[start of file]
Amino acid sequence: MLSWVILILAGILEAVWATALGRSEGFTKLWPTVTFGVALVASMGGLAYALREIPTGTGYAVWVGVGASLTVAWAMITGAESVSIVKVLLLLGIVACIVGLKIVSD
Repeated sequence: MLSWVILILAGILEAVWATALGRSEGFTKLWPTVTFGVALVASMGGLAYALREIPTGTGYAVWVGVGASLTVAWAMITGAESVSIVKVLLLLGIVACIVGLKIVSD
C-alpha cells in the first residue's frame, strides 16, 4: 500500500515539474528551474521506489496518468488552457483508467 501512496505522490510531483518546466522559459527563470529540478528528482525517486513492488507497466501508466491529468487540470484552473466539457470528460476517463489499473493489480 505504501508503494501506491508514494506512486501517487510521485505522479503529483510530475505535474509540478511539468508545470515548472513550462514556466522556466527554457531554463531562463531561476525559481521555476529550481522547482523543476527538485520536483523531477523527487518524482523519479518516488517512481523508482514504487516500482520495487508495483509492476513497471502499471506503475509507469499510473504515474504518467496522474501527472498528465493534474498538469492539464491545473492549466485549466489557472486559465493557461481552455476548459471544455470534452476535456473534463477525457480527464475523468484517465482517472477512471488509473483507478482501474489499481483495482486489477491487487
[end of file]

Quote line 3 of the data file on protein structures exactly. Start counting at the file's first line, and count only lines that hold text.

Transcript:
C-alpha cells in the first residue's frame, strides 16, 4: 500500500515539474528551474521506489496518468488552457483508467 501512496505522490510531483518546466522559459527563470529540478528528482525517486513492488507497466501508466491529468487540470484552473466539457470528460476517463489499473493489480 505504501508503494501506491508514494506512486501517487510521485505522479503529483510530475505535474509540478511539468508545470515548472513550462514556466522556466527554457531554463531562463531561476525559481521555476529550481522547482523543476527538485520536483523531477523527487518524482523519479518516488517512481523508482514504487516500482520495487508495483509492476513497471502499471506503475509507469499510473504515474504518467496522474501527472498528465493534474498538469492539464491545473492549466485549466489557472486559465493557461481552455476548459471544455470534452476535456473534463477525457480527464475523468484517465482517472477512471488509473483507478482501474489499481483495482486489477491487487